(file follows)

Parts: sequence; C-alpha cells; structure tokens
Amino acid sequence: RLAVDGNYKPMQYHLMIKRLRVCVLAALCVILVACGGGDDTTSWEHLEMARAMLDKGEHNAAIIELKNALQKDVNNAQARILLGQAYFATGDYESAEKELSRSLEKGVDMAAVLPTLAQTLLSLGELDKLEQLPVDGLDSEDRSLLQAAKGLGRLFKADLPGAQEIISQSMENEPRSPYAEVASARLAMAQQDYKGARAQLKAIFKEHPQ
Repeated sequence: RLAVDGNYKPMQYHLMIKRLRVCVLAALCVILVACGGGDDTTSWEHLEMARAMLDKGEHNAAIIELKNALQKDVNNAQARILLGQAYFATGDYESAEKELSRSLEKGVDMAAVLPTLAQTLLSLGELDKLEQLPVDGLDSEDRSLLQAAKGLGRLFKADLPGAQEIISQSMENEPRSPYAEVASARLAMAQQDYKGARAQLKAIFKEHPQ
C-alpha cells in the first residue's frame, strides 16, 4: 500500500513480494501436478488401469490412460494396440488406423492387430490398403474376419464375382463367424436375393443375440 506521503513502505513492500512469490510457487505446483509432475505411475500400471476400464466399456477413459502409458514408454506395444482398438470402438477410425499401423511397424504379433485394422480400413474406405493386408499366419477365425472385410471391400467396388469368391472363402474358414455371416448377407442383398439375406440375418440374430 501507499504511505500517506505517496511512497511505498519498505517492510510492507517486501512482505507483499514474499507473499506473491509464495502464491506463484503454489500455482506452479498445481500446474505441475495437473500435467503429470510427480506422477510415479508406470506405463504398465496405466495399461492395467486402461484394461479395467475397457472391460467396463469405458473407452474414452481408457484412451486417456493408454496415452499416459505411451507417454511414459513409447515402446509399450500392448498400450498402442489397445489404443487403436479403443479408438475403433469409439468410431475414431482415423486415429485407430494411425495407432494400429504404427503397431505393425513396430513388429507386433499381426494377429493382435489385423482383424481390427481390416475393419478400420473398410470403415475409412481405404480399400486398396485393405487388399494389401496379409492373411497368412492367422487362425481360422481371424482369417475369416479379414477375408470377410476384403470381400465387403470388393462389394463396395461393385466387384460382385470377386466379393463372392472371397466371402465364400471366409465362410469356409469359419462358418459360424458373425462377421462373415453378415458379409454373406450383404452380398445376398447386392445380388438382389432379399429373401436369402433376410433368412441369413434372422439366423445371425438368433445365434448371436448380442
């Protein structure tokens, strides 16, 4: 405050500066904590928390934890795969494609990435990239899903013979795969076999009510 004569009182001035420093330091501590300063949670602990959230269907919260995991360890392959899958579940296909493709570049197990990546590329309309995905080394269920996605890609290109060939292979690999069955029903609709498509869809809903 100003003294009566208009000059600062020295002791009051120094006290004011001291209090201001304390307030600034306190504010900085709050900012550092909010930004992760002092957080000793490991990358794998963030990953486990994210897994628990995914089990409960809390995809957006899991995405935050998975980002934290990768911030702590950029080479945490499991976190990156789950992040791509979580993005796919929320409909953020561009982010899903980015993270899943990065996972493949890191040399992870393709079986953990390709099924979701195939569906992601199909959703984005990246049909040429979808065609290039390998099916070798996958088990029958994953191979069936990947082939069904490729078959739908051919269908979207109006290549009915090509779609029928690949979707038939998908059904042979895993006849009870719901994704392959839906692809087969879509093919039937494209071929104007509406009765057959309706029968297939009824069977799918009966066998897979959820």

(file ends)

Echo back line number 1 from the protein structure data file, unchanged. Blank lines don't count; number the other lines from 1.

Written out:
Parts: sequence; C-alpha cells; structure tokens